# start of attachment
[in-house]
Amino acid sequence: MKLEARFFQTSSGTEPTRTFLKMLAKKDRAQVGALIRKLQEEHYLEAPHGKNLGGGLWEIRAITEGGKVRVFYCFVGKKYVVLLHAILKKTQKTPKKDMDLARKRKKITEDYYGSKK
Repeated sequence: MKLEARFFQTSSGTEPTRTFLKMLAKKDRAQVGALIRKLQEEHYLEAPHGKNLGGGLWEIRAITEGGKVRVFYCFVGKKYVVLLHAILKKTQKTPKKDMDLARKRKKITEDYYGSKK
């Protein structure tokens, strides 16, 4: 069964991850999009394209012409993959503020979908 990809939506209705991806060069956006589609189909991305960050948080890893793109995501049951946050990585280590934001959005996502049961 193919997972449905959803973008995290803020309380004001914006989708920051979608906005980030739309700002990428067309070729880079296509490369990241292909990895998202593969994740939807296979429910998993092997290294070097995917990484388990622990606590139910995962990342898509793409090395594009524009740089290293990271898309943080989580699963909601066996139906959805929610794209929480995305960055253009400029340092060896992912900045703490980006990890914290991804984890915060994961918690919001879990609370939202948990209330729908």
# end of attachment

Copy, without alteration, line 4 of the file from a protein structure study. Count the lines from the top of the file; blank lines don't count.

């Protein structure tokens, strides 16, 4: 069964991850999009394209012409993959503020979908 990809939506209705991806060069956006589609189909991305960050948080890893793109995501049951946050990585280590934001959005996502049961 193919997972449905959803973008995290803020309380004001914006989708920051979608906005980030739309700002990428067309070729880079296509490369990241292909990895998202593969994740939807296979429910998993092997290294070097995917990484388990622990606590139910995962990342898509793409090395594009524009740089290293990271898309943080989580699963909601066996139906959805929610794209929480995305960055253009400029340092060896992912900045703490980006990890914290991804984890915060994961918690919001879990609370939202948990209330729908």